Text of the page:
Mt. Hood land exchange bill heads to Trump’s desk

Mount Hood, seen from above.

File photo
Mount Hood, seen from above.

Read the full version of this story in the Dec. 27 edition of Hood River News.

A long-delayed land swap on Mount Hood that sets out areas for commercial development and protected forest land has cleared Congress.

The bill unanimously passed the Senate on Thursday night, Dec. 21, which means it’s headed to President Donald Trump’s desk to be signed into law.

The bipartisan legislation written by U.S. Senators Ron Wyden (D-Ore.), and Jeff Merkley (D-Ore.) and Representatives Greg Walden, (R-Ore.) and Earl Blumenauer (D-Ore.) was aimed at protecting and enhancing Oregon’s land conservation and recreation priorities on the mountain.

The Act allows development of about 100 acres near Government Camp while protecting more than 700 acres on the north side — including a swath of Hood River County acreage — as forest land. Mt. Hood Meadows ski resort has advocated for developing the south side for years.

Wyden, Merkley, Walden and Blumenauer introduced the “Mt. Hood Cooper Spur Land Exchange Clarification Act” in the Senate and House earlier this year to help resolve a nearly nine-year-long dispute over proposed development on the northeast side the mountain.

Congress passed a broad public lands bill in 2009 that included the land exchange as part of the Mt. Hood Wilderness designation. That law directed the U.S. Forest Service to complete the exchange within 16 months. However, multiple delays since then have stalled conservation and development, and sparked a lawsuit against the Forest Service.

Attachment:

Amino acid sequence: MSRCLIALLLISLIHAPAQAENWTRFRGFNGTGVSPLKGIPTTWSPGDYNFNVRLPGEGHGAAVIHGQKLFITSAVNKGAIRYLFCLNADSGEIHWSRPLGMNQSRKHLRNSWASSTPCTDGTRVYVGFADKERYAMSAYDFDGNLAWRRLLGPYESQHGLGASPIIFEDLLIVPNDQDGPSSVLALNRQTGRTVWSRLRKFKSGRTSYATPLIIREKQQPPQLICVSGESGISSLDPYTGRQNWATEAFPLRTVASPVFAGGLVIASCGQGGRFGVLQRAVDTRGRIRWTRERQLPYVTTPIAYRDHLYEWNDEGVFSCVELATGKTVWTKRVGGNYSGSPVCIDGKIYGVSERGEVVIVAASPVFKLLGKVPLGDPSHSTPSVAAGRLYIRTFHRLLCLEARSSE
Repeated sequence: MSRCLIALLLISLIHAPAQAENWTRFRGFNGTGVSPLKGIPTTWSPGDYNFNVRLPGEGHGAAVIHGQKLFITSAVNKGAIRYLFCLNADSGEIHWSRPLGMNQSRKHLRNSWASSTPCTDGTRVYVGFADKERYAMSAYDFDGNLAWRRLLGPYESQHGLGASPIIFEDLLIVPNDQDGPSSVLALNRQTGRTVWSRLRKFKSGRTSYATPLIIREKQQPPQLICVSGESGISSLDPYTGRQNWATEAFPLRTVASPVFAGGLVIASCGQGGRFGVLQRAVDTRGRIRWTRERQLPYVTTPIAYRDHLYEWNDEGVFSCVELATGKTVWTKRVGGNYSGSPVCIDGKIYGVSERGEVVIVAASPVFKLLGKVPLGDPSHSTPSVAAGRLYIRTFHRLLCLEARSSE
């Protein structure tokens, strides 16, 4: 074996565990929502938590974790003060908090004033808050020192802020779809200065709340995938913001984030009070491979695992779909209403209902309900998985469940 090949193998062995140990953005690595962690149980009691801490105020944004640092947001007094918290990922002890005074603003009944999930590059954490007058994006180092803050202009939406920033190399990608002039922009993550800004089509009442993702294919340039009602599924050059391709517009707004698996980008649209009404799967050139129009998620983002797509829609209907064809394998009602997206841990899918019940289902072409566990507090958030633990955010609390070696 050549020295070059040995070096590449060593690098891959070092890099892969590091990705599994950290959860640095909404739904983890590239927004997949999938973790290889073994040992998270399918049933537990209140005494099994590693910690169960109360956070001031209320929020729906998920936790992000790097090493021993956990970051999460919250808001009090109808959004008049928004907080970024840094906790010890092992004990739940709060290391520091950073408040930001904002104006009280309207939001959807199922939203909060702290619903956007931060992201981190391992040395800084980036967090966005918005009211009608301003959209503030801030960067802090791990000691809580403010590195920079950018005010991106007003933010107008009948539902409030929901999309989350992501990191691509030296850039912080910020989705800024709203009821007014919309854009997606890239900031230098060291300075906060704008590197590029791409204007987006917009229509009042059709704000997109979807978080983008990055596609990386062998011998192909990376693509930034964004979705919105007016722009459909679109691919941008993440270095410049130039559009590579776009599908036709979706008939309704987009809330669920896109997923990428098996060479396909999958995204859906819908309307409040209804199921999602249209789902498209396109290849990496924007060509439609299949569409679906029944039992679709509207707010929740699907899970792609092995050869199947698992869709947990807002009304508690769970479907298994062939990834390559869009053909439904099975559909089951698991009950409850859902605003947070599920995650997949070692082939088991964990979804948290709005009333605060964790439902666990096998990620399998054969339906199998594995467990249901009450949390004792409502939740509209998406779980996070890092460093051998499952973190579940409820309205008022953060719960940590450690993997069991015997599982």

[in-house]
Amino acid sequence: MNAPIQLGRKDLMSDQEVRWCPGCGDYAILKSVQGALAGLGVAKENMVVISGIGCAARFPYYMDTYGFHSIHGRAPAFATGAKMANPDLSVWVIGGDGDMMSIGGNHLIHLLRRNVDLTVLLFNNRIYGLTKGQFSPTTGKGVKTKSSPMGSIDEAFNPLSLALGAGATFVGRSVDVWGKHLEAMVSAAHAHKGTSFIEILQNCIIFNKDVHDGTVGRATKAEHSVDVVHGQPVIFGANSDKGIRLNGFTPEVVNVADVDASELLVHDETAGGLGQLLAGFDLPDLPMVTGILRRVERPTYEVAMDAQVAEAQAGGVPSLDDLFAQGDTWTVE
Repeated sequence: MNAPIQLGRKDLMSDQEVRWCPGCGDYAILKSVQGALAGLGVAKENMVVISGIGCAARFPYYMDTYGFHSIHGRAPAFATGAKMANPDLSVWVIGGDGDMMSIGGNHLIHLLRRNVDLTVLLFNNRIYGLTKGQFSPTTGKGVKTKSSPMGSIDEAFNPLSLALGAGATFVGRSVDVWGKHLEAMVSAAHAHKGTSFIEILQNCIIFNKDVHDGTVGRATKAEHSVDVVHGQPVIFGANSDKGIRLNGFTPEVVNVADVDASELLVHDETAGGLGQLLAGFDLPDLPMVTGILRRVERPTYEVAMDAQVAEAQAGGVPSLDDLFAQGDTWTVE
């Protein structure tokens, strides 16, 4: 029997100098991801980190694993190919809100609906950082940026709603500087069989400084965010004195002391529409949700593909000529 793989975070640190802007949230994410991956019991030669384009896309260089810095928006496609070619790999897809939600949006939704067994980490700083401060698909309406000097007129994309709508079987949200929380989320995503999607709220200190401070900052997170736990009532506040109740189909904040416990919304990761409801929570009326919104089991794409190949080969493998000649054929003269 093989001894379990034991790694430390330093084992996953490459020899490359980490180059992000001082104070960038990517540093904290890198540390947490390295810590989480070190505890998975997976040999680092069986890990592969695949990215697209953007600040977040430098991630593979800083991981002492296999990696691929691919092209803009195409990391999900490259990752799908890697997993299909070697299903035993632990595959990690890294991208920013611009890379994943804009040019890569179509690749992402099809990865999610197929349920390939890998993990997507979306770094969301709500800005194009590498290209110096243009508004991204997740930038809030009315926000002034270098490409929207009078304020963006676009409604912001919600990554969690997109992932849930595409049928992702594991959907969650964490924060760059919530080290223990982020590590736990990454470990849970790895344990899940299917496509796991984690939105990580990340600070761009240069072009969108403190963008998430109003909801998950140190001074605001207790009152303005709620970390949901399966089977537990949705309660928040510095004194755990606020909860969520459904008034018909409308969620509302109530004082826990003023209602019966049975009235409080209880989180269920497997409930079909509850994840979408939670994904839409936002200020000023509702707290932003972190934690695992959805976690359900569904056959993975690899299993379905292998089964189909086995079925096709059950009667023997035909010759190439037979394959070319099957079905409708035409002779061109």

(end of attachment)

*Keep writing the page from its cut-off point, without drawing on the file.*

Four members of Oregon’s Congressional delegation involved in the bill lauded its passage.

“I’m proud to have worked with my colleagues on both sides of the aisle and in both houses of Congress to put this long overdue land exchange in the history books,” Wyden said. “Our soon-to-be-law closes this frustrating chapter of Mount Hood’s past and makes it possible for the local community to finally go forward with wilderness protections and responsible development so wildlife and visitors can enjoy Mount Hood far into the future.”

“At long last, the Mt. Hood community will have the development and preservation my colleagues and I have been pushing for,” Merkley said. “This bill will help to preserve unique and beautiful wilderness areas on Mt. Hood while also creating new economic opportunities in the surrounding community.”

“Completing the Cooper Spur land exchange is key to protecting Crystal Springs, the water source for the City of Hood River and the upper Hood River Valley, while also encouraging economic and job growth around Mount Hood,” Walden said. “These communities have waited nearly nine years for the Forest Service to complete the exchange Congress gave them 16 months to finish. This is long past due and I look forward to President Trump signing this bill into law so the job can finally get done.”

“The land exchange is the culmination of years of work to protect important habitat and recreational opportunities on Mount Hood,” Blumenauer said. “This legislation is important for the future of the mountain, and I welcome its passage.”

Les Perkins, a Hood River County Commissioner, spoke in favor of the bill as an individual commissioner.

Perkins said, “With this bipartisan bill, we will finally be able to put this issue to rest. I want to thank all of the community members who pushed for the completion of this exchange and I want to thank our representatives in both the House and Senate who did not give up.”

He called it a “unified effort” that’s “unusual in these political times and I'm proud that it comes out of our little community right here in Oregon.”

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